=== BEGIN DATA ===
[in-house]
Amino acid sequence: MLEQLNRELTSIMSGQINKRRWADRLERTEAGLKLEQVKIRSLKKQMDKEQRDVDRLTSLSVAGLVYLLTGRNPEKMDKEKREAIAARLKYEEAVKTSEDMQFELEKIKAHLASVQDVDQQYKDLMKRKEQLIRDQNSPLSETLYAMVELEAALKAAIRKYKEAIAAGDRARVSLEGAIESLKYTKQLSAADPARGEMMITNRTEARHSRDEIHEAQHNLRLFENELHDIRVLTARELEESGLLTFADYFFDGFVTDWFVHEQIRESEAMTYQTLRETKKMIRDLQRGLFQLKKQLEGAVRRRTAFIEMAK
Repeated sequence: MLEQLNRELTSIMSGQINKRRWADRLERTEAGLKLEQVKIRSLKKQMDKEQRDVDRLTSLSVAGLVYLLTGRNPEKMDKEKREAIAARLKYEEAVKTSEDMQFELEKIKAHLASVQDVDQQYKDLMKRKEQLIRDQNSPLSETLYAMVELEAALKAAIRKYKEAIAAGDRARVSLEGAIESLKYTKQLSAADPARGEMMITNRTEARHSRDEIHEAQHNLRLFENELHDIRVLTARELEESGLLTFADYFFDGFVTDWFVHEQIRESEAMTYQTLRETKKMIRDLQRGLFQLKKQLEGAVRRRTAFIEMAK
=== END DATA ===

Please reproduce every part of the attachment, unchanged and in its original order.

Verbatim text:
[in-house]
Amino acid sequence: MLEQLNRELTSIMSGQINKRRWADRLERTEAGLKLEQVKIRSLKKQMDKEQRDVDRLTSLSVAGLVYLLTGRNPEKMDKEKREAIAARLKYEEAVKTSEDMQFELEKIKAHLASVQDVDQQYKDLMKRKEQLIRDQNSPLSETLYAMVELEAALKAAIRKYKEAIAAGDRARVSLEGAIESLKYTKQLSAADPARGEMMITNRTEARHSRDEIHEAQHNLRLFENELHDIRVLTARELEESGLLTFADYFFDGFVTDWFVHEQIRESEAMTYQTLRETKKMIRDLQRGLFQLKKQLEGAVRRRTAFIEMAK
Repeated sequence: MLEQLNRELTSIMSGQINKRRWADRLERTEAGLKLEQVKIRSLKKQMDKEQRDVDRLTSLSVAGLVYLLTGRNPEKMDKEKREAIAARLKYEEAVKTSEDMQFELEKIKAHLASVQDVDQQYKDLMKRKEQLIRDQNSPLSETLYAMVELEAALKAAIRKYKEAIAAGDRARVSLEGAIESLKYTKQLSAADPARGEMMITNRTEARHSRDEIHEAQHNLRLFENELHDIRVLTARELEESGLLTFADYFFDGFVTDWFVHEQIRESEAMTYQTLRETKKMIRDLQRGLFQLKKQLEGAVRRRTAFIEMAK